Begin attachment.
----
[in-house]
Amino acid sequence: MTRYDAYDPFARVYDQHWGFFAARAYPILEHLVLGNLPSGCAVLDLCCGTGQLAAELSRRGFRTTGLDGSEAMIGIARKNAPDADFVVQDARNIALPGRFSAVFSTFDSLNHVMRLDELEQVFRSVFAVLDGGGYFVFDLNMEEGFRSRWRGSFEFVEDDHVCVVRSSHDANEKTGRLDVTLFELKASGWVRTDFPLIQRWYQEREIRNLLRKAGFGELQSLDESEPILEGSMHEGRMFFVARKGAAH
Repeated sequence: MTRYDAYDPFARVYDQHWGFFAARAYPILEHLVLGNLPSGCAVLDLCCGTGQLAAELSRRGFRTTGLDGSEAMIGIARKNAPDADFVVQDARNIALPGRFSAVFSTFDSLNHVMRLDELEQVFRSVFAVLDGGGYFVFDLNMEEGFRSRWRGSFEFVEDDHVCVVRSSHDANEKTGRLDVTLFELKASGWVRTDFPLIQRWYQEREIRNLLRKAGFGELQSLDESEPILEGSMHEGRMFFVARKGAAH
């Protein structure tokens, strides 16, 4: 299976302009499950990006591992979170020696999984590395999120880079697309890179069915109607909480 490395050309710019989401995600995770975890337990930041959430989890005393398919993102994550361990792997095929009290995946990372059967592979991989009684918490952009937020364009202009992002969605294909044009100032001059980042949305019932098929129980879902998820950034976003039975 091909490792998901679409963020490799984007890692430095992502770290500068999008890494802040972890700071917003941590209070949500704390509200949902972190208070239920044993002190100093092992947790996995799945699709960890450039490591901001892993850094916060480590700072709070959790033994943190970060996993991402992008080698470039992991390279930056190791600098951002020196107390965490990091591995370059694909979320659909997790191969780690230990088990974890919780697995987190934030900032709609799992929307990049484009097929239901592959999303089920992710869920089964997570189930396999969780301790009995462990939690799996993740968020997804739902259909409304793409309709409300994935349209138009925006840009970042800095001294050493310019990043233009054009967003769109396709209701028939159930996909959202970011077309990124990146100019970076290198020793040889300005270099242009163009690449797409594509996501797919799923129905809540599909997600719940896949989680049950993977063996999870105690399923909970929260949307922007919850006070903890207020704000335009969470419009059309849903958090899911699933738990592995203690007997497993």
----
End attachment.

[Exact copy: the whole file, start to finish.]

[in-house]
Amino acid sequence: MTRYDAYDPFARVYDQHWGFFAARAYPILEHLVLGNLPSGCAVLDLCCGTGQLAAELSRRGFRTTGLDGSEAMIGIARKNAPDADFVVQDARNIALPGRFSAVFSTFDSLNHVMRLDELEQVFRSVFAVLDGGGYFVFDLNMEEGFRSRWRGSFEFVEDDHVCVVRSSHDANEKTGRLDVTLFELKASGWVRTDFPLIQRWYQEREIRNLLRKAGFGELQSLDESEPILEGSMHEGRMFFVARKGAAH
Repeated sequence: MTRYDAYDPFARVYDQHWGFFAARAYPILEHLVLGNLPSGCAVLDLCCGTGQLAAELSRRGFRTTGLDGSEAMIGIARKNAPDADFVVQDARNIALPGRFSAVFSTFDSLNHVMRLDELEQVFRSVFAVLDGGGYFVFDLNMEEGFRSRWRGSFEFVEDDHVCVVRSSHDANEKTGRLDVTLFELKASGWVRTDFPLIQRWYQEREIRNLLRKAGFGELQSLDESEPILEGSMHEGRMFFVARKGAAH
């Protein structure tokens, strides 16, 4: 299976302009499950990006591992979170020696999984590395999120880079697309890179069915109607909480 490395050309710019989401995600995770975890337990930041959430989890005393398919993102994550361990792997095929009290995946990372059967592979991989009684918490952009937020364009202009992002969605294909044009100032001059980042949305019932098929129980879902998820950034976003039975 091909490792998901679409963020490799984007890692430095992502770290500068999008890494802040972890700071917003941590209070949500704390509200949902972190208070239920044993002190100093092992947790996995799945699709960890450039490591901001892993850094916060480590700072709070959790033994943190970060996993991402992008080698470039992991390279930056190791600098951002020196107390965490990091591995370059694909979320659909997790191969780690230990088990974890919780697995987190934030900032709609799992929307990049484009097929239901592959999303089920992710869920089964997570189930396999969780301790009995462990939690799996993740968020997804739902259909409304793409309709409300994935349209138009925006840009970042800095001294050493310019990043233009054009967003769109396709209701028939159930996909959202970011077309990124990146100019970076290198020793040889300005270099242009163009690449797409594509996501797919799923129905809540599909997600719940896949989680049950993977063996999870105690399923909970929260949307922007919850006070903890207020704000335009969470419009059309849903958090899911699933738990592995203690007997497993």